A review of the distribution, migrations, food, reproduction, exploitation and present abundance of humpback whales (Megatera novaeangliae) in the northeast Atlantic
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Original versionThis report is not to be cited without prior reference to the authors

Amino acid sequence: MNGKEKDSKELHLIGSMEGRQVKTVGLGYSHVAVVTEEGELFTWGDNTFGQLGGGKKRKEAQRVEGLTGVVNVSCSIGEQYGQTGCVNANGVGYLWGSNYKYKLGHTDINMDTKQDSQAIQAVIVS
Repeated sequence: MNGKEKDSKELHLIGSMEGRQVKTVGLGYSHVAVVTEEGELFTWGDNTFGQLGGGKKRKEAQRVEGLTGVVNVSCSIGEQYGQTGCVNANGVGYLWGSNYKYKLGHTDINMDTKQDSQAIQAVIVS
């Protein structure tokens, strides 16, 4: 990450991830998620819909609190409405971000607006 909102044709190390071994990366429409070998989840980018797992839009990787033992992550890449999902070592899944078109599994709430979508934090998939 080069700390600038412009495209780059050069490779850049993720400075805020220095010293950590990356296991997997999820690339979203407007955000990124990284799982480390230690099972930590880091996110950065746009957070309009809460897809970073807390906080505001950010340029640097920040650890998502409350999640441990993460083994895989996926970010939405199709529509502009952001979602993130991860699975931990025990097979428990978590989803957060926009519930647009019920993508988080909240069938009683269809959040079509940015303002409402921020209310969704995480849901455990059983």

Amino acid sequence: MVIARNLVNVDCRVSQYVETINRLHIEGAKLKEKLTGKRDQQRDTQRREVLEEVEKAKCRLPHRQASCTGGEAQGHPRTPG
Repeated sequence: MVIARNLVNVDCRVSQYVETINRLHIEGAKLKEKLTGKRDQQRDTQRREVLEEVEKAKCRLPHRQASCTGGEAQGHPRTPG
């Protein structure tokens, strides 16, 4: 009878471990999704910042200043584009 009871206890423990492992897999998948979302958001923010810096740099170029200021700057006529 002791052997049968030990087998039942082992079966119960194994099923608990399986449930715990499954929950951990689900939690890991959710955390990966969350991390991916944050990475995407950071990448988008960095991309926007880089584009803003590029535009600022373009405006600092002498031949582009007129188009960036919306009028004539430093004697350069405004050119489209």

Most available knowledge about northeast Atlantic humpback whales (Megaptera novaeangliae) is based on information and experience gained during the pioneer period of modern whaling in Norwegian waters in 1868-1904 when almost 1,500 animals were taken. A literature review reveals that these humpbacks stayed in their northern feeding areas during most of the year (May-January), migrating out only during a short period in spring for breeding purposes. Recent incidental sightings data confirm these migration patterns. Seemingly, euphauciid crustaceans were their main prey items when they arrived in Norwegian waters (mainly in the Bear Island area) in late spring, whereas capelin (Mallotus villosus) became more and more important throughout the season when the humpbacks proceeded eastwards into the Barents Sea. The collapse in the Barents Sea capelin stock may have contributed to a reduction in these eastwards autumn migrations after 1985. The humpback's breeding migration in early spring were observed to be directed westwards from the Barents Sea and towards the Norwegian Sea, but the migration routes and the localisation of the breeding areas were and are still unknown. Between 1904 and 1955, when the humpback was given total protection in the North Atlantic, less than 50 humpbacks were caught in Norwegian waters. The number of humpbacks in the northeast Atlantic has probably never been large. Results from more extensive sightings surveys in 1988 and 1989 seem to indicate a present abundance of about 1,000 humpback whales in Norwegian and adjacent waters.